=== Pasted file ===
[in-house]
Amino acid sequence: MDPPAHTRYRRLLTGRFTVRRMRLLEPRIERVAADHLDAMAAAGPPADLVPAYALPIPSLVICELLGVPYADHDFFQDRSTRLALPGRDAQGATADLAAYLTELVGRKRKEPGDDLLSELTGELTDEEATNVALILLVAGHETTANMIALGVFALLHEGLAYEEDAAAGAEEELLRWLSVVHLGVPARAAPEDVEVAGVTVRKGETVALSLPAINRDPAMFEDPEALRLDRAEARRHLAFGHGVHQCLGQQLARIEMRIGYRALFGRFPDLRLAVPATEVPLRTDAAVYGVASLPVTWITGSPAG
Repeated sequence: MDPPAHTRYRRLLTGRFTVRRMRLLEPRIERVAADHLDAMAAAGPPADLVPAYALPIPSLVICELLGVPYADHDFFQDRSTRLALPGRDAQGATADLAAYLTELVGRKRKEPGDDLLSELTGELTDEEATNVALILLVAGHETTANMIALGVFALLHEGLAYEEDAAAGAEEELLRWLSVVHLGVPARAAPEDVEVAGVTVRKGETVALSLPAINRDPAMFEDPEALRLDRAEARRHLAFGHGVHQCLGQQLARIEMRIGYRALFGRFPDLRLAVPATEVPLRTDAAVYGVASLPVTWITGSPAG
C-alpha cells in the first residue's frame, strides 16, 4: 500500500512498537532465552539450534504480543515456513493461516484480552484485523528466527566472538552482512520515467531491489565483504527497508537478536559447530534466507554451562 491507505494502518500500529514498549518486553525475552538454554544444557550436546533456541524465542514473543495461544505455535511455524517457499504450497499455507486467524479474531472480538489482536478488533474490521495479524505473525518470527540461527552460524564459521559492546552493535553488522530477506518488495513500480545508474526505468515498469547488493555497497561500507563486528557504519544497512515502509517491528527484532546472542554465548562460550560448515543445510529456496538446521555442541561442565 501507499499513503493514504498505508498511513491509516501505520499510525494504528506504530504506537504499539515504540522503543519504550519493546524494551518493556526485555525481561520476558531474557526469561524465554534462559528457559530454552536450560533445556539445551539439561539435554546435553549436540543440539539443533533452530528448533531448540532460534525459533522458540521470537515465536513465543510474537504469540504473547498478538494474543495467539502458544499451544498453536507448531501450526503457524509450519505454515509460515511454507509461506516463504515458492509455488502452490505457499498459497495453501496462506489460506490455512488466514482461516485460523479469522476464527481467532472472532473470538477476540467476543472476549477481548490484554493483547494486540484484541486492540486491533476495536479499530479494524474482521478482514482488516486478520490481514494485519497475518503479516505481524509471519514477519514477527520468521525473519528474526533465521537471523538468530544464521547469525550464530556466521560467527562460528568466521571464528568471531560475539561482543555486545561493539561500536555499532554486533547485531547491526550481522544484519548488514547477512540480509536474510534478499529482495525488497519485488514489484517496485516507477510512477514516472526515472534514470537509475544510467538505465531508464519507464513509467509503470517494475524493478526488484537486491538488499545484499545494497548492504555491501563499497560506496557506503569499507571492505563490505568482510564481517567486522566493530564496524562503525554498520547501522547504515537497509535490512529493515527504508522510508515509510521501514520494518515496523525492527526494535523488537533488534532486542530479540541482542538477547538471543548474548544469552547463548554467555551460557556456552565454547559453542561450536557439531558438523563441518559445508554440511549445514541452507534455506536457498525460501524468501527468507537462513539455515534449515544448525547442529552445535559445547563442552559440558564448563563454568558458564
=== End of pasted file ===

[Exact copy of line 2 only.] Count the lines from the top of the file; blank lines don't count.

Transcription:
Amino acid sequence: MDPPAHTRYRRLLTGRFTVRRMRLLEPRIERVAADHLDAMAAAGPPADLVPAYALPIPSLVICELLGVPYADHDFFQDRSTRLALPGRDAQGATADLAAYLTELVGRKRKEPGDDLLSELTGELTDEEATNVALILLVAGHETTANMIALGVFALLHEGLAYEEDAAAGAEEELLRWLSVVHLGVPARAAPEDVEVAGVTVRKGETVALSLPAINRDPAMFEDPEALRLDRAEARRHLAFGHGVHQCLGQQLARIEMRIGYRALFGRFPDLRLAVPATEVPLRTDAAVYGVASLPVTWITGSPAG